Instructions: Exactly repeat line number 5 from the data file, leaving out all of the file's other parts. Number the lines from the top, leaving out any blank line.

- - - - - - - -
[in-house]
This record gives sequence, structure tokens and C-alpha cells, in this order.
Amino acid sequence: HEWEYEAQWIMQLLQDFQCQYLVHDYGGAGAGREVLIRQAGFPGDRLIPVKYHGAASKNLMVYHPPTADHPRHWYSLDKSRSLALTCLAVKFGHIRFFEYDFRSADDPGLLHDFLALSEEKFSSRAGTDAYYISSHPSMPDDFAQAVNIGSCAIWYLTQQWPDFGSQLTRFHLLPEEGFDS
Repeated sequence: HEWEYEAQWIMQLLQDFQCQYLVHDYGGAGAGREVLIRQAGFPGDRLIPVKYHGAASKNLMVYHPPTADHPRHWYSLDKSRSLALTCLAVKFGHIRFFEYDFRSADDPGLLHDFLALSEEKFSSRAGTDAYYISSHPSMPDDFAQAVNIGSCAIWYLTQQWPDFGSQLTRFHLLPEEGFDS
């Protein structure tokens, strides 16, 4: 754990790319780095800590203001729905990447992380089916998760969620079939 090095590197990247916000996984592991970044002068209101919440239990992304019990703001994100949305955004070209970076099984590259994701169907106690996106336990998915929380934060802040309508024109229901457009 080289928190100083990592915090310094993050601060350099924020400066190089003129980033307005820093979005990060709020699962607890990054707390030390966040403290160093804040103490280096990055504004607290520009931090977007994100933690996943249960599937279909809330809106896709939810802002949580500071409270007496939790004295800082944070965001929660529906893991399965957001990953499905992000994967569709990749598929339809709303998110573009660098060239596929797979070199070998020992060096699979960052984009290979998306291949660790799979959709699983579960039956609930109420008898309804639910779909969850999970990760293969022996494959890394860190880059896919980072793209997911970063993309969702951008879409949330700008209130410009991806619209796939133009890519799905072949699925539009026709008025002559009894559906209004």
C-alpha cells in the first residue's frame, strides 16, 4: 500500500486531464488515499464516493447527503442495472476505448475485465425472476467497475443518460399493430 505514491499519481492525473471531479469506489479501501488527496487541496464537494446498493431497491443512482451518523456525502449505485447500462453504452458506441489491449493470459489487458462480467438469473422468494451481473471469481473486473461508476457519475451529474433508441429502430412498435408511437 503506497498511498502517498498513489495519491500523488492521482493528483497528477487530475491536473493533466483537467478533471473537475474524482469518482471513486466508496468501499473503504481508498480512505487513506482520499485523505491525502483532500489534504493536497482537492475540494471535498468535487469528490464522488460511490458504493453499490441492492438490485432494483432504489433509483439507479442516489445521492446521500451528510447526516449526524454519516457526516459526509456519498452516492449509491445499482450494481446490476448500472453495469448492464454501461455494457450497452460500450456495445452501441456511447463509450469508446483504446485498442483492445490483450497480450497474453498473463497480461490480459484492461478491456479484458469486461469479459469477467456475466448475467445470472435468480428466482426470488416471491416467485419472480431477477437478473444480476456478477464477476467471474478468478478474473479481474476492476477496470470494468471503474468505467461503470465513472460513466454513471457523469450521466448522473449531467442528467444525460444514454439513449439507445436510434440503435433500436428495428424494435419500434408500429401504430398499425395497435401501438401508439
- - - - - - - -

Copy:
């Protein structure tokens, strides 16, 4: 754990790319780095800590203001729905990447992380089916998760969620079939 090095590197990247916000996984592991970044002068209101919440239990992304019990703001994100949305955004070209970076099984590259994701169907106690996106336990998915929380934060802040309508024109229901457009 080289928190100083990592915090310094993050601060350099924020400066190089003129980033307005820093979005990060709020699962607890990054707390030390966040403290160093804040103490280096990055504004607290520009931090977007994100933690996943249960599937279909809330809106896709939810802002949580500071409270007496939790004295800082944070965001929660529906893991399965957001990953499905992000994967569709990749598929339809709303998110573009660098060239596929797979070199070998020992060096699979960052984009290979998306291949660790799979959709699983579960039956609930109420008898309804639910779909969850999970990760293969022996494959890394860190880059896919980072793209997911970063993309969702951008879409949330700008209130410009991806619209796939133009890519799905072949699925539009026709008025002559009894559906209004």